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Robbins checks into hospital, misses game news services
SAN DIEGO -- The Oakland Raiders held All-Pro center Barret Robbins out of the Super Bowl Sunday after the veteran missed all of the team's activities Saturday.

A source told ESPN's Ed Werder that Robbins has checked into a hospital in San Diego, where he has undergone tests that show no illegal drugs in his system. The source said that further tests will be conducted.

Robbins, who has battled depression in his career, entered the hospital in a fragile state of mind, ESPN's Sal Paolantonio reports.

When contacted for confirmation by ESPN, Robbins' agent, Drew Pittman, said: "My comment is that I have no comment."

In December of 1996, Robbins was hospitalized with a "chemical imbalance complicated by influenza syndrome," then-team doctor Robert Albo told the San Francisco Chronicle. At the time, Robbins was on prescription medication to address a sleeping problem, according to the same '96 Chronicle report.

Doctors later determined that Robbins was suffering from depression.

According to a spokeswoman for the five Scripps hospitals in the San Diego area, including one in LaJolla, where the Raiders are staying, Robbins is not and has not been a patient. And a check of all local hospitals by ESPN did not find Robbins checked in as a patient.

The Scripps spokeswoman, Marg Stark, said there was a medical and emergency plan in place by the NFL to treat players who needed medical attention but did not require hospitalization. These players were to be treated by NFL medical personnel. She said that most likely Robbins was receiving medical treatment under that previously arranged procedure.

Robbins was not with the Raiders for their walk-through Saturday at Qualcomm Stadium. The Raiders' first contact Saturday with Robbins, whose whereabouts that day are not known, was at 8 p.m. PT, shortly before their 8:45 final team meeting. Robbins was told not to attend the meeting.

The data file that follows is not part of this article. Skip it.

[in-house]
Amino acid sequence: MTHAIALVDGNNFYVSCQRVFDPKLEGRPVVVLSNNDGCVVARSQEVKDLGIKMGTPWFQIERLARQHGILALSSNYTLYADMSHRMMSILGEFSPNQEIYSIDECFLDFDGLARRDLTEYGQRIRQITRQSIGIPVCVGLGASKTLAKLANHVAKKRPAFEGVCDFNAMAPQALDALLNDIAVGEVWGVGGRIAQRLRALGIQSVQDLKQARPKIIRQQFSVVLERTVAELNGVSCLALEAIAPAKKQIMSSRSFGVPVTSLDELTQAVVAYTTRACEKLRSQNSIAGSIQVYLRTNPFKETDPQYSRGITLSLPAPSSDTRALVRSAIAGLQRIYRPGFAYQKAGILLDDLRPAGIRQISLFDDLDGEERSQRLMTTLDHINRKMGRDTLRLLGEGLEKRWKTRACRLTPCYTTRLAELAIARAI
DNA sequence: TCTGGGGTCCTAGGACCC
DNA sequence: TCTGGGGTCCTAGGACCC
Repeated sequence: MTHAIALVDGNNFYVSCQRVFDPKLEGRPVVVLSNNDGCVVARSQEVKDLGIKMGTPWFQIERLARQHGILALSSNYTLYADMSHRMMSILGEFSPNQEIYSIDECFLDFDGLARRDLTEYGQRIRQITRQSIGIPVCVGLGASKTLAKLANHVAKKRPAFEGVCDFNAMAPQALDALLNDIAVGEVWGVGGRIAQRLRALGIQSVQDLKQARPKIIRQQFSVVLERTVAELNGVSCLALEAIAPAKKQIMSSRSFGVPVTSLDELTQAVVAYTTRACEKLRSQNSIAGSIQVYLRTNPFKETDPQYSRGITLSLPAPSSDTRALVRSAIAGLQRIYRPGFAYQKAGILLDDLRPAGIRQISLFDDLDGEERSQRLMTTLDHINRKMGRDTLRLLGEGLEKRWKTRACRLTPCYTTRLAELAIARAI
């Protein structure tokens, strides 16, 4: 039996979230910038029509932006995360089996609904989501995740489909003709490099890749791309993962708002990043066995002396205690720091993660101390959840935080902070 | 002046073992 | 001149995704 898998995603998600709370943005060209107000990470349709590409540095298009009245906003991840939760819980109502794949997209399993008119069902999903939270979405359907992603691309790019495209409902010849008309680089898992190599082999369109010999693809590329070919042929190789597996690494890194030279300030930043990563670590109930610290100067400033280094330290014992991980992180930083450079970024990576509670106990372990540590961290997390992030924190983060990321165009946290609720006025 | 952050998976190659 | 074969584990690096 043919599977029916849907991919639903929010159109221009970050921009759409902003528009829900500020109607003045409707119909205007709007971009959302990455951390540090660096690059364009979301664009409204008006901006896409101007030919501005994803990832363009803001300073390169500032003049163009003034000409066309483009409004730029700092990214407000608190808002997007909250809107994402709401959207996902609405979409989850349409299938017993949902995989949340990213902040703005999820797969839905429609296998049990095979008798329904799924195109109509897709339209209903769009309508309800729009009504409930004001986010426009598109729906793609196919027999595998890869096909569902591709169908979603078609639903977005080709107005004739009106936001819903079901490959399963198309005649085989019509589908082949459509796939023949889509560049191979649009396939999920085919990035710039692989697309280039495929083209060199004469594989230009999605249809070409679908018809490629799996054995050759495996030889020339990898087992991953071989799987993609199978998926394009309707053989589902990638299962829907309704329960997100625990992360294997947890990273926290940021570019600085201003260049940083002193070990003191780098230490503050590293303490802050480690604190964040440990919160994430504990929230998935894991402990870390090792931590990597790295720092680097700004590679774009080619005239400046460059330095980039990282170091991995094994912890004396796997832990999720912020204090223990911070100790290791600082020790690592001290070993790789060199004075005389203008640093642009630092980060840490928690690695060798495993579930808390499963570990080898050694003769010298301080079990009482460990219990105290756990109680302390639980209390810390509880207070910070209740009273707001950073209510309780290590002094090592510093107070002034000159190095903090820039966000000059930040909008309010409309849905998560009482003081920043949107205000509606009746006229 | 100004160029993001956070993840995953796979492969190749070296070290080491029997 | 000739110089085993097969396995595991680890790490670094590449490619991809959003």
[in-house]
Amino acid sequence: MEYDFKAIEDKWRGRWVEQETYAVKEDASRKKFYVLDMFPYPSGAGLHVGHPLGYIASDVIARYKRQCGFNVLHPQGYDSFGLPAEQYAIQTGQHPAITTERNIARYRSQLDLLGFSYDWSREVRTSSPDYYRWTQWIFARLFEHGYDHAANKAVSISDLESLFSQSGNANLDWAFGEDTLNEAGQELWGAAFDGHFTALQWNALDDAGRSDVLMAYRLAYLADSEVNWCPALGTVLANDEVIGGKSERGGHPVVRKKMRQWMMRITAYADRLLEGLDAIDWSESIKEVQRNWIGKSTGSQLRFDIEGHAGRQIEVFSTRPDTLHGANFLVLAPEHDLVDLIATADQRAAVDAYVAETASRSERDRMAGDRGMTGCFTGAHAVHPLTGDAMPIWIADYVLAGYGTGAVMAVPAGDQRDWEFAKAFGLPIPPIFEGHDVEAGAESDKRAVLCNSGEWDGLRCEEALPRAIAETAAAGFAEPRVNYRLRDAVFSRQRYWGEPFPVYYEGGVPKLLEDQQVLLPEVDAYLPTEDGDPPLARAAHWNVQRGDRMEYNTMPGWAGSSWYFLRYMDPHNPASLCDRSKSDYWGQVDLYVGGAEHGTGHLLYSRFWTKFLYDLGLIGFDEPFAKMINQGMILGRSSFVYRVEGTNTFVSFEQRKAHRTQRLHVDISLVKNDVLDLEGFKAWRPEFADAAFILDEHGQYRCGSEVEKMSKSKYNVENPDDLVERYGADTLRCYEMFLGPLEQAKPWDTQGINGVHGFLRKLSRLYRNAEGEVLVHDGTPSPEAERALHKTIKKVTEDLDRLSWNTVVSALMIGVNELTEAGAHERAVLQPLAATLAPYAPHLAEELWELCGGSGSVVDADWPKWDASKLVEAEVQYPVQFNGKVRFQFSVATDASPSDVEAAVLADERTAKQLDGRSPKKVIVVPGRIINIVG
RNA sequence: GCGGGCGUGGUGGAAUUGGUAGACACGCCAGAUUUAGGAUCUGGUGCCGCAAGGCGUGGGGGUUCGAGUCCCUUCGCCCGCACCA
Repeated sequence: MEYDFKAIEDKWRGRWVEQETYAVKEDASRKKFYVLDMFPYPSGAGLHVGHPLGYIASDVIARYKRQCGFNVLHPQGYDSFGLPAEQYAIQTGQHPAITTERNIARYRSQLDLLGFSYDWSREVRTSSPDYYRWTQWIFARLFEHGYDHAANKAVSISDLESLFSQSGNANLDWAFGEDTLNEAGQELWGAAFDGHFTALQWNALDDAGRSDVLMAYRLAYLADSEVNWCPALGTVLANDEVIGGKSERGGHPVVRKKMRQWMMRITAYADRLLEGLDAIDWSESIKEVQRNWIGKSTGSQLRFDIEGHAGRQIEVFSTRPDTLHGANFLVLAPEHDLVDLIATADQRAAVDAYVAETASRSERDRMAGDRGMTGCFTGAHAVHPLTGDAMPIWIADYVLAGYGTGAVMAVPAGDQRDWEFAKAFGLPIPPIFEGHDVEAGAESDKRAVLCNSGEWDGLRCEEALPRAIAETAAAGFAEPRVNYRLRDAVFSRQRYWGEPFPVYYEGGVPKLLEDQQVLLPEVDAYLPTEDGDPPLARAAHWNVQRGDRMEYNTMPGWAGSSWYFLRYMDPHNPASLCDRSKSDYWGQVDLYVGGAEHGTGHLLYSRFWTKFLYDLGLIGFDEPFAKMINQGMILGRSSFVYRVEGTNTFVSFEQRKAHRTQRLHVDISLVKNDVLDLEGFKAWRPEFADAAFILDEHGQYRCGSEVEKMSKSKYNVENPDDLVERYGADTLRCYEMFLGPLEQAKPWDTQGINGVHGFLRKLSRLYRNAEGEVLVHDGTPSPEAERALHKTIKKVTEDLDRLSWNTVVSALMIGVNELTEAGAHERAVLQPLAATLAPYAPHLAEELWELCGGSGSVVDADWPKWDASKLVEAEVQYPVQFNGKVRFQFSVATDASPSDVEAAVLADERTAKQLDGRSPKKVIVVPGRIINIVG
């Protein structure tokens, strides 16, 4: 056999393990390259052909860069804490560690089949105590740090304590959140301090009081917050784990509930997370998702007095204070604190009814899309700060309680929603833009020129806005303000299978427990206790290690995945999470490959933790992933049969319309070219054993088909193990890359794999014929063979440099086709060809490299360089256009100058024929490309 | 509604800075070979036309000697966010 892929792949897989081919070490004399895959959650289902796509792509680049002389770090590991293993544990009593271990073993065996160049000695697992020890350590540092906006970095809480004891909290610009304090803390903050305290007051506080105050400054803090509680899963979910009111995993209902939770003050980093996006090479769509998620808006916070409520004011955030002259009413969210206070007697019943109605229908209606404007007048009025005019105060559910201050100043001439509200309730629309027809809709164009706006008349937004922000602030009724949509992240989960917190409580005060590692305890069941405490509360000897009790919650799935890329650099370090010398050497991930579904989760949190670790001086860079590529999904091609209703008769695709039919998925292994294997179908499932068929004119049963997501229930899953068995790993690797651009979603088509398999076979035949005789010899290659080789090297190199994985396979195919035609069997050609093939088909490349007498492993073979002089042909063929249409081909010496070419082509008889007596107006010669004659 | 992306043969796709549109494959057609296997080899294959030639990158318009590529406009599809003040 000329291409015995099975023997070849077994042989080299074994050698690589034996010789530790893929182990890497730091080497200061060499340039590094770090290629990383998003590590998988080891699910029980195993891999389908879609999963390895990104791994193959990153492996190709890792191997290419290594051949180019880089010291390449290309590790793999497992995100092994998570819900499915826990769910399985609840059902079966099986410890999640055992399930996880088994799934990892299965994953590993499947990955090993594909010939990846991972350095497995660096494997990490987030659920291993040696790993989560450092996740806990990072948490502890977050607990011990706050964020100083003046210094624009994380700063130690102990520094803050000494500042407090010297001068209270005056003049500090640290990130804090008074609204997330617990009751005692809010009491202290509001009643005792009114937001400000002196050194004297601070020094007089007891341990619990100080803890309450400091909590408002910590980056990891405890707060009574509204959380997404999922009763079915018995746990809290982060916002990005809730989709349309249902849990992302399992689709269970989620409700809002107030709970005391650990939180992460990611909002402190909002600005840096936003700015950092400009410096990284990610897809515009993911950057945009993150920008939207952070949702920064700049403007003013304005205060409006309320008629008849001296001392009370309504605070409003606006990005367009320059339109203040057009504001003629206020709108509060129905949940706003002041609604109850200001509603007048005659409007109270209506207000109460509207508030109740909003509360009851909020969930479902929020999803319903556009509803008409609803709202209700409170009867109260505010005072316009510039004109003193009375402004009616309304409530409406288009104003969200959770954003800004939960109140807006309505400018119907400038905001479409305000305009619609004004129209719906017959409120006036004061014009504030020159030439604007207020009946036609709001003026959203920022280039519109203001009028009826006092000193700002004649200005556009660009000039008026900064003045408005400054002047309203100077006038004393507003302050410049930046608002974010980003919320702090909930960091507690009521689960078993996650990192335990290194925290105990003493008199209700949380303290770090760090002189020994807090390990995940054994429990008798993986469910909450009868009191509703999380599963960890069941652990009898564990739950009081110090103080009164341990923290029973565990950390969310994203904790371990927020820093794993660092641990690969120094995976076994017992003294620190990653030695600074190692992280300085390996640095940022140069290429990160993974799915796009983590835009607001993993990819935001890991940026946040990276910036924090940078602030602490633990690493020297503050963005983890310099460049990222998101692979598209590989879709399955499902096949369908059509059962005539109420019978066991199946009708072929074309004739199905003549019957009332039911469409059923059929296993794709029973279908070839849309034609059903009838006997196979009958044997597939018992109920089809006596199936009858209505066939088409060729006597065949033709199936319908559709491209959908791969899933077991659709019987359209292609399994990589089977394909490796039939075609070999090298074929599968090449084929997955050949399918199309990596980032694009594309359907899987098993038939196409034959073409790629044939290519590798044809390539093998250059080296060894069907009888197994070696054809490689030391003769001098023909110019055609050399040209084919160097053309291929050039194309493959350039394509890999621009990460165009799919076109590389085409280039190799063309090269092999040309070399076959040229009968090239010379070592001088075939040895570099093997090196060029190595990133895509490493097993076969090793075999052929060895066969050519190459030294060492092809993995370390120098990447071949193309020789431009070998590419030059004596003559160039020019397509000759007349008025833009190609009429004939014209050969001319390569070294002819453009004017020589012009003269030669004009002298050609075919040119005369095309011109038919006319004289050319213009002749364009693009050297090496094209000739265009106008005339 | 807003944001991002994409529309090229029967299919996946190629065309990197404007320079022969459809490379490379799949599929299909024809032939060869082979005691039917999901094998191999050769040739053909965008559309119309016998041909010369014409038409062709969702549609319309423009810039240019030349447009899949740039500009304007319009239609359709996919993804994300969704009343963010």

All coach Bill Callahan told the team during the Saturday night meeting was that Adam Treu would start at center against Tampa Bay and added to his players that "no one is bigger than the team."

Callahan gave no further details to his team.

Raiders owner Al Davis declined comment, saying, "Let's play the game.''

Robbins, who has been bothered by a foot injury for much of the season, had been questionable against the Bucs.

Raiders linebacker Bill Romanowski, interviewed by ABC's Melissa Stark on Sunday, was asked whether the change at center was a distraction to the team. "It really isn't," he said, declining further comment. Raiders players were just finding out this morning that Robbins had been sent home and wouldn't play. The Raiders lost the game 48-21.

When asked about Robbins missing the game, Buccaneers linebacker Derrick Brooks said: "We don't prepare for individuals. We prepare for a team. We don't take backup players lightly. Their job is to come in and play as well as the starter. And we expect that."

Robbins, a 6-foot-3, 320-pound player in his eighth season, was expected to help contain Tampa Bay's formidable defensive front, led by All-Pro tackle Warren Sapp. Robbins anchors a line that gave league MVP Rich Gannon enough time to throw for 4,689 yards and direct the NFL's most potent offense.

Robbins was selected to his first Pro Bowl this season, joining tackle Lincoln Kennedy on the team.

Robbins broke into the Raiders' starting lineup in 1996. He injured his right knee last season and missed the final 14 games. The 6-foot-5, 300-pound Treu took his place.

At the 1989 Super Bowl, fullback Stanley Wilson of the Cincinnati Bengals was found in his Miami hotel room in a cocaine-induced stupor the night before the game. He did not play, and Cincinnati lost to San Francisco, 20-16.

Ten years later, safety Eugene Robinson of Atlanta was arrested less than 24 hours before the Super Bowl for solicitation of prostitution. He played, and was beaten on a touchdown pass by John Elway as the Falcons lost to the Broncos, 34-19.

Information from The Associated Press was used in this report.